Paola Russo’s secret to running one of the most closely watched ventures mixing fashion and art in Los Angeles lies in both the past and the future.
A former fashion director at Maxfield, the veteran retailer simultaneously adheres to traditional manners and pushes aesthetic boundaries in exclusive collaborations with provocative partners who drum up modern ideas for clothing, accessories and even disaster-survival kits sold at her store, called Just One Eye.
This story first appeared in the December 11, 2014 issue of WWD. Subscribe Today.
“It’s all about relationships,” said Russo, who arrived in L.A. 30 years ago from her native France. “It’s hard to believe that you’re going to spend money and people aren’t nice to you. Forget about retail. You walk into a room and see someone, you say ‘Hi.’ You leave, you say ‘Bye.’”
Russo strives to ensure that visitors to her 5,000-square-foot shop are treated kindly. The complimentary valet greets them in front of the Art Deco building that once housed the headquarters for Howard Hughes’ aviation empire. Inside, down the narrow hallway leading to spacious rooms protected by fireproof metal doors on the first floor, espresso is made to order in porcelain cups gilded with Baroque tessellations for customers who want to gaze at Gary Lang’s giant optical illusion painting or shimmy into dresses by Alexandre Vauthier. A sales clerk seems chipper about driving to Beverly Hills from this nook in Hollywood during the lunch hour to drop off new pieces from Chloé for a client.
“We give service to people. We’re still a small business,” Russo said.
While other retailers girded themselves for the frenzy of Black Friday, Russo spent the Monday before the traditional kick-off of the holiday shopping season in a state of calm. Partly it’s because she doesn’t own enough stock to blow it all in a big sale. But really, she tries to live up to the motto for running her business with a handful of silent partners and a staff of 20: “no chaos.”
“Fashion is tough; art is tough,” she said. “I want to be nice to my people and my people to be nice to me.”
What Russo takes seriously is her buying strategy for Just One Eye. “I make a story with my buys,” she said. “It could be different every season. You have to make a story in your head.”
This holiday, the tale she’s narrating is set in a crisp winter with a futuristic glint. On offer are Trager Delaney’s $5,640 women’s shearling coat accented with gold snakeskin, Seraphin’s $51,040 men’s crocodile skin bomber jacket, Robert Clergerie’s $1,150 bronze metallic booties and Marzio Cecchi’s $25,500 black leather porcupine beanbag. Wilfredo Rosado, a former fashion director for Giorgio Armani and protégé of Andy Warhol, is wooing the local moneyed mavens with his one-of-a-kind fine jewelry displayed in an exclusive in-store shop nestled between Just One Eye’s librarylike foyer and main room.
Exclusivity is important not only to Russo, but also to the future of retail. “People do not want to look like clones,” she said. “There’s so much of the same thing everywhere. Everybody ends up having the same repetitive things.”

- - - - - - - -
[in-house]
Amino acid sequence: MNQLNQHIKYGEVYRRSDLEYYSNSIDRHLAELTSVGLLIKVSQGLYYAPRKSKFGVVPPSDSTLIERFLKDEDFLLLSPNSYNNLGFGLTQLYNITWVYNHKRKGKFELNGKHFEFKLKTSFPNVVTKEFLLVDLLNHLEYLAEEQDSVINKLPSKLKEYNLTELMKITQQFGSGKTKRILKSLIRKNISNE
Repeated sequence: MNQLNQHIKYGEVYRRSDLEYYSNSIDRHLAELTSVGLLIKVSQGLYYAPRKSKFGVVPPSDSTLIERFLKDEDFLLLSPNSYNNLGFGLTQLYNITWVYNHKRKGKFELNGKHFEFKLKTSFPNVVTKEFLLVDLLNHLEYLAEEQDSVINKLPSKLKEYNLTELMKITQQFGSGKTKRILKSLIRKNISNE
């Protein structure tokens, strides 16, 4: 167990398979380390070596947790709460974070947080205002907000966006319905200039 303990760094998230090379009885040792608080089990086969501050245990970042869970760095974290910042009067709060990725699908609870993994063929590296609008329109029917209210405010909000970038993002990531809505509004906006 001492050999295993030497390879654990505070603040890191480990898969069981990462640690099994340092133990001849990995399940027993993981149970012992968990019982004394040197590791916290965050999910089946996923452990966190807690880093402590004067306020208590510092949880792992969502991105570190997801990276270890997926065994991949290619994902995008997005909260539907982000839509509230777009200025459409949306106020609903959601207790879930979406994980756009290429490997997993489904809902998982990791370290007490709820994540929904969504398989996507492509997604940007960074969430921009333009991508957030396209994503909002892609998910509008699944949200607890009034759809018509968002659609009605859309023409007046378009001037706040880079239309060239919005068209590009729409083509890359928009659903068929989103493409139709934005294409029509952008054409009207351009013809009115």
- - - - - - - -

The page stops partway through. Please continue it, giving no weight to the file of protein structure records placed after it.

Whether it’s Converse high-tops printed with one of Nate Lowman’s paintings or Aurelie Demel’s toy hedgehogs and flamingoes tufted in mink, fox and Mongolian lamb fur, Russo said, “I like the idea of having something that only Just One Eye can distribute.”
The irony is that Russo’s initial proposal for Just One Eye didn’t include brick-and-mortar at all. She first launched a Web site in November 2011. “I wanted to do something different from retail,” she recalled of her cyber debut that featured digital art by Ed Ruscha. She quickly learned that Web sites are, in her words, “tricky.”
In late 2012, Russo returned to what she knew best. The accolades for the boutique-cum-gallery soon flowed from fashion magazines and industry insiders. GQ named it one of the “holy temples of men’s wear.” An aura of intimidation billowed when rumor spread that it was accessible only by appointment.
“Everybody is welcome to my store,” Russo said when alerted of the mystique that shrouded Just One Eye, which is open Monday through Friday. “We have everything to welcome everybody. It’s not a snobby situation.”
In an ultracompetitive but still-growing market like Los Angeles, one can’t afford to exclude any potential customer.
“Everybody is opening up in L.A.,” she said. “It’s not easy.”
Case in point: Russo’s earliest collaborators, Ashley and Mary-Kate Olsen, who, along with artist Damien Hirst, created wearable art out of $55,000 black patent-leather crocodile backpacks adorned with dots and pills for Just One Eye, added shopkeepers to their multihyphenated careers when they unveiled a midcentury-inspired boutique for The Row on Melrose Place last May.
Ignoring the naysayers who reduce her current efforts as being the next Maxfield, Russo continues to move forward. Her latest collaboration is a $12,500 survival kit that took three years to perfect as she strove to concoct something different from what is readily available at Home Depot — a lot cheaper. Her necessities include a cashmere blanket designed by Raif and a night vision monocle that’s powerful enough for a Navy SEAL to use. Provisions for pets can be added to the backpack for an additional $500. Of the 100 kits that Russo plans to produce, 10 have already been claimed by the well-heeled lying in wait for the apocalypse. Plus, they’re very fashionable. “The designers are inspired a lot by the military,” she said.
Besides, she said, “In the end, everybody wants the same thing, which is to succeed [and] have the best product.”